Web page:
Denmark committed to protecting 30 percent of the world’s nature, but can’t even manage 3 percent of its own

Ben Hamilton
March 30th, 2023

Damning reports draws attention to country’s falling biodiversity levels and failure, at either a governmental or municipal level, to offer permanent protection to its own wilderness areas

The view from the plane as it enters Denmark can be a little misleading (photo: NPV_John Frikke)

Denmark might look like a relatively green country from the air, but it is not famous for its nature. For every Wadden Sea area, there are a thousand fields growing crops to feed pigs. 

Reports vary, but between 59 and 65 percent of the country is used for agricultural purposes – making it one of the world’s leaders in the field.

According to the EU’s Natura 2000 guidelines, just 8 percent of Denmark’s total land is protected, compared to a EU average of 18 percent.

READ ALSO: Denmark scraping the bottom in terms of nature conservation

Ironic pledge surely?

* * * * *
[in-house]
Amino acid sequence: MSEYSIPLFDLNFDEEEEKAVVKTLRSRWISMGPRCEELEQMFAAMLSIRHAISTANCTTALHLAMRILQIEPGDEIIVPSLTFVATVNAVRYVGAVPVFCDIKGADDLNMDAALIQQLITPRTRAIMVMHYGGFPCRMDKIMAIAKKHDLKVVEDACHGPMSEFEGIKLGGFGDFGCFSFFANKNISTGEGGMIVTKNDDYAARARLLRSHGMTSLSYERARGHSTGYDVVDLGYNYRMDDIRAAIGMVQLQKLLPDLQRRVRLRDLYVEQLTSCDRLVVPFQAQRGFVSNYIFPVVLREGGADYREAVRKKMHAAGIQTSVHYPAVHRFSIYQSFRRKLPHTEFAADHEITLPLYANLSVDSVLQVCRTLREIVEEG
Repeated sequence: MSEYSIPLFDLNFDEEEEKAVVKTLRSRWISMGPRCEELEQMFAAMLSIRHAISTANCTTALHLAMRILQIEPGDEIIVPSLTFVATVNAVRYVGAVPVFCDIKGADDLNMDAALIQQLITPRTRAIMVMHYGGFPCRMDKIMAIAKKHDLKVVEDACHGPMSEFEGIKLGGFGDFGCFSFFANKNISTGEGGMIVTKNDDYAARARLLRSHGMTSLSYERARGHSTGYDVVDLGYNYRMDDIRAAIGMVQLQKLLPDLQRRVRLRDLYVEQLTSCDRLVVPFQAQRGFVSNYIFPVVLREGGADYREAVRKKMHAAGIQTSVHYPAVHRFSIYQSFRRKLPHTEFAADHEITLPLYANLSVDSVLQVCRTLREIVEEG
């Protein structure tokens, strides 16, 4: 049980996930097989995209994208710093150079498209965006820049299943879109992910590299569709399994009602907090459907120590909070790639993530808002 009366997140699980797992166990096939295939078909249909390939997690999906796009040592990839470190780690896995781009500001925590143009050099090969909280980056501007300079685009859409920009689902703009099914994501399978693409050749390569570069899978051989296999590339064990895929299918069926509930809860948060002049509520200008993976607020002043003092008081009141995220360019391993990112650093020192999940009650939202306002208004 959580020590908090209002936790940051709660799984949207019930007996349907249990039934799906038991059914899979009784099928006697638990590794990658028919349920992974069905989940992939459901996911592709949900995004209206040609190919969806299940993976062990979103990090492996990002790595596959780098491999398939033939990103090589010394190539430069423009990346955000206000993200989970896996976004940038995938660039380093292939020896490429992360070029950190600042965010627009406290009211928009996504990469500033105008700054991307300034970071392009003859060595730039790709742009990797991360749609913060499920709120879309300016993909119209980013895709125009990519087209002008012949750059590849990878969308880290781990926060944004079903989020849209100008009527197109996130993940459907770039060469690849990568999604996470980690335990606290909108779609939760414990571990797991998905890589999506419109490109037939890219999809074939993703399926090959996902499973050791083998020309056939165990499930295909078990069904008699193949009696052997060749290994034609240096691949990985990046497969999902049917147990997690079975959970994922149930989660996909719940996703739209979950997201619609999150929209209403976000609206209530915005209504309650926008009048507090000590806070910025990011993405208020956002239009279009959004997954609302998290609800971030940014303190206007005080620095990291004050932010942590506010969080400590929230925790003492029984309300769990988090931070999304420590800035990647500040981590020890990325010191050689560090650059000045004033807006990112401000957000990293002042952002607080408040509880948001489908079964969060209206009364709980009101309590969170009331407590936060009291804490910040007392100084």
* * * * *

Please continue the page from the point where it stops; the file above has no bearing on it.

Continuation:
It was with some irony therefore that Denmark joined 194 other countries in signing a pledge at a summit in Canada last year to ensure that 30 percent of the world’s nature must be permanently protected by 2030.

A damning story in DR yesterday, citing a recent report by Biodiversitetsrådet, suggests that only 2.3 percent of Denmark’s nature can live up to that goal – partly because many areas exist with a clause that they could be used for agricultural or forestry purposes if need be.

Denmark has already lost, or is on the verge of losing, a fifth of all its species of animals, plants and fungi.

More action urged from government and municipalities
According to Biodiversitetsrådet head Signe Normand, not enough is being done: either by the government with its efforts to introduce more national parks, or the municipalities with their more local efforts to generate more biodiversity.

“The projects in the municipalities contribute, of course, but it is not enough to reverse the loss of biodiversity in Denmark. A much higher share of Danish land needs to be reserved for nature,” she told DR.

Efforts to resurrect former springs, swamps and even lakes – like the 660-acre Søborg Lake in northern Zealand – are ongoing, but municipalities association KL concurs that it is “not good enough” and difficult when there is so much demand for land – for example, from alternative energy suppliers.

Just recently, the government opposed EU legislation to protect 20 percent of all nature, arguing that provisions for agriculture and renewable energy must be taken into account in any new laws.

READ MORE: Government to re-establish historic lake in north Zealand


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